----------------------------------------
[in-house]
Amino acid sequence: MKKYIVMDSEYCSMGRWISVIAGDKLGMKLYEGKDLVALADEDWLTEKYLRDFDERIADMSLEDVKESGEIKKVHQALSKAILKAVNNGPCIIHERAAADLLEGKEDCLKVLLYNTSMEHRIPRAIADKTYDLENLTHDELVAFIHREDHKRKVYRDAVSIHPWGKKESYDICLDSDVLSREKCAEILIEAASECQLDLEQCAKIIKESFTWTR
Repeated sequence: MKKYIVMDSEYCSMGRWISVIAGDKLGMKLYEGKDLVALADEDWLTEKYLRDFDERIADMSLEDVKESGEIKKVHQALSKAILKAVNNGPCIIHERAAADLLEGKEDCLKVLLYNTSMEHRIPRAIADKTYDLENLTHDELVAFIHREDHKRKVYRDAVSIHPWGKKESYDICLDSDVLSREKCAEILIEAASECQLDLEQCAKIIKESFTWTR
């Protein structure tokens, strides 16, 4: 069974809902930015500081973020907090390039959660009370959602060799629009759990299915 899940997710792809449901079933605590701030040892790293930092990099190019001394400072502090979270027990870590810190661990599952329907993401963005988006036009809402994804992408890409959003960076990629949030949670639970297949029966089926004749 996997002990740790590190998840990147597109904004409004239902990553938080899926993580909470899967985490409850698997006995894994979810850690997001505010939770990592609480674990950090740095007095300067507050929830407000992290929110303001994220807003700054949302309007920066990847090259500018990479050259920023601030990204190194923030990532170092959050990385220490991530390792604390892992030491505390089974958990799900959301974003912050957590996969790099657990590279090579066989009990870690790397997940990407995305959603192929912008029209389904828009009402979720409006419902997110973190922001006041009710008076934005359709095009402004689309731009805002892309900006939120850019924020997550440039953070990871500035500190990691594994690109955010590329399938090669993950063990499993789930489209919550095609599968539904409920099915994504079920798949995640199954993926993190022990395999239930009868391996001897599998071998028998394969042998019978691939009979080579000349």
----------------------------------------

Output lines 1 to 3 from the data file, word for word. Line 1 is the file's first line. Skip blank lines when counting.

[in-house]
Amino acid sequence: MKKYIVMDSEYCSMGRWISVIAGDKLGMKLYEGKDLVALADEDWLTEKYLRDFDERIADMSLEDVKESGEIKKVHQALSKAILKAVNNGPCIIHERAAADLLEGKEDCLKVLLYNTSMEHRIPRAIADKTYDLENLTHDELVAFIHREDHKRKVYRDAVSIHPWGKKESYDICLDSDVLSREKCAEILIEAASECQLDLEQCAKIIKESFTWTR
Repeated sequence: MKKYIVMDSEYCSMGRWISVIAGDKLGMKLYEGKDLVALADEDWLTEKYLRDFDERIADMSLEDVKESGEIKKVHQALSKAILKAVNNGPCIIHERAAADLLEGKEDCLKVLLYNTSMEHRIPRAIADKTYDLENLTHDELVAFIHREDHKRKVYRDAVSIHPWGKKESYDICLDSDVLSREKCAEILIEAASECQLDLEQCAKIIKESFTWTR